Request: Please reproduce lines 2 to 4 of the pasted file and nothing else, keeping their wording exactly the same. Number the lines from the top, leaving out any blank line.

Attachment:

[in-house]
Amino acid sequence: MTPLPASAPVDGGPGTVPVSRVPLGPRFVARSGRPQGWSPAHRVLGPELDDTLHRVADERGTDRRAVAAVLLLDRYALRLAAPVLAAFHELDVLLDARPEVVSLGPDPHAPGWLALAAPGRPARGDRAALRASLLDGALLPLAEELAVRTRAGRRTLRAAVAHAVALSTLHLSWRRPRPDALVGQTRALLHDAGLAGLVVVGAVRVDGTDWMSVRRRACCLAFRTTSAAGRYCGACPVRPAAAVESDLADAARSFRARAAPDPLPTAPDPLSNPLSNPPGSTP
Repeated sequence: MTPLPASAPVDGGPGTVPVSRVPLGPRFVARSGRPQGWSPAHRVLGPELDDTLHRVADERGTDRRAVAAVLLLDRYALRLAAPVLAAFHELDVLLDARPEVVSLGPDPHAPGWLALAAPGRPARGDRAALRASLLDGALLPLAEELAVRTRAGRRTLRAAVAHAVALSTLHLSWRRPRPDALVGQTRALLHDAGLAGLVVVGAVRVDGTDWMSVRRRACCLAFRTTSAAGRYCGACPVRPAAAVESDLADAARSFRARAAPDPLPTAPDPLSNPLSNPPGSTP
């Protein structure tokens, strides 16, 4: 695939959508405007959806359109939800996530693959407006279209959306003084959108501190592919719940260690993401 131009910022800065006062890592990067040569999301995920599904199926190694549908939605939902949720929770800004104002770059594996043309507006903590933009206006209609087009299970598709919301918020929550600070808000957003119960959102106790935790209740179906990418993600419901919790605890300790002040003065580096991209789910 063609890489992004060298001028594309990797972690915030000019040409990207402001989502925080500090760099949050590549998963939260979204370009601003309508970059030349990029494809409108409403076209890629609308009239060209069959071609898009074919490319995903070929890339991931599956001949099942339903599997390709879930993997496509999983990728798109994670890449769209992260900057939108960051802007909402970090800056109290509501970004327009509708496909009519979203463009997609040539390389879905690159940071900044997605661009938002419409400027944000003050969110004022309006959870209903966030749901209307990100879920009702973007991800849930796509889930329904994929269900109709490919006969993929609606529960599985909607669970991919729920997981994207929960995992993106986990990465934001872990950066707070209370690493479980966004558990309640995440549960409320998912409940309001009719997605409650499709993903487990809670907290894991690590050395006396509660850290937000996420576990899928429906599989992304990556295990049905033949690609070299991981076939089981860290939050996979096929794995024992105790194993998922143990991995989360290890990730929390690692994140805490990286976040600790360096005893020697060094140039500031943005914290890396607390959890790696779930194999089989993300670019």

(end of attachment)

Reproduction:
Amino acid sequence: MTPLPASAPVDGGPGTVPVSRVPLGPRFVARSGRPQGWSPAHRVLGPELDDTLHRVADERGTDRRAVAAVLLLDRYALRLAAPVLAAFHELDVLLDARPEVVSLGPDPHAPGWLALAAPGRPARGDRAALRASLLDGALLPLAEELAVRTRAGRRTLRAAVAHAVALSTLHLSWRRPRPDALVGQTRALLHDAGLAGLVVVGAVRVDGTDWMSVRRRACCLAFRTTSAAGRYCGACPVRPAAAVESDLADAARSFRARAAPDPLPTAPDPLSNPLSNPPGSTP
Repeated sequence: MTPLPASAPVDGGPGTVPVSRVPLGPRFVARSGRPQGWSPAHRVLGPELDDTLHRVADERGTDRRAVAAVLLLDRYALRLAAPVLAAFHELDVLLDARPEVVSLGPDPHAPGWLALAAPGRPARGDRAALRASLLDGALLPLAEELAVRTRAGRRTLRAAVAHAVALSTLHLSWRRPRPDALVGQTRALLHDAGLAGLVVVGAVRVDGTDWMSVRRRACCLAFRTTSAAGRYCGACPVRPAAAVESDLADAARSFRARAAPDPLPTAPDPLSNPLSNPPGSTP
């Protein structure tokens, strides 16, 4: 695939959508405007959806359109939800996530693959407006279209959306003084959108501190592919719940260690993401 131009910022800065006062890592990067040569999301995920599904199926190694549908939605939902949720929770800004104002770059594996043309507006903590933009206006209609087009299970598709919301918020929550600070808000957003119960959102106790935790209740179906990418993600419901919790605890300790002040003065580096991209789910 063609890489992004060298001028594309990797972690915030000019040409990207402001989502925080500090760099949050590549998963939260979204370009601003309508970059030349990029494809409108409403076209890629609308009239060209069959071609898009074919490319995903070929890339991931599956001949099942339903599997390709879930993997496509999983990728798109994670890449769209992260900057939108960051802007909402970090800056109290509501970004327009509708496909009519979203463009997609040539390389879905690159940071900044997605661009938002419409400027944000003050969110004022309006959870209903966030749901209307990100879920009702973007991800849930796509889930329904994929269900109709490919006969993929609606529960599985909607669970991919729920997981994207929960995992993106986990990465934001872990950066707070209370690493479980966004558990309640995440549960409320998912409940309001009719997605409650499709993903487990809670907290894991690590050395006396509660850290937000996420576990899928429906599989992304990556295990049905033949690609070299991981076939089981860290939050996979096929794995024992105790194993998922143990991995989360290890990730929390690692994140805490990286976040600790360096005893020697060094140039500031943005914290890396607390959890790696779930194999089989993300670019």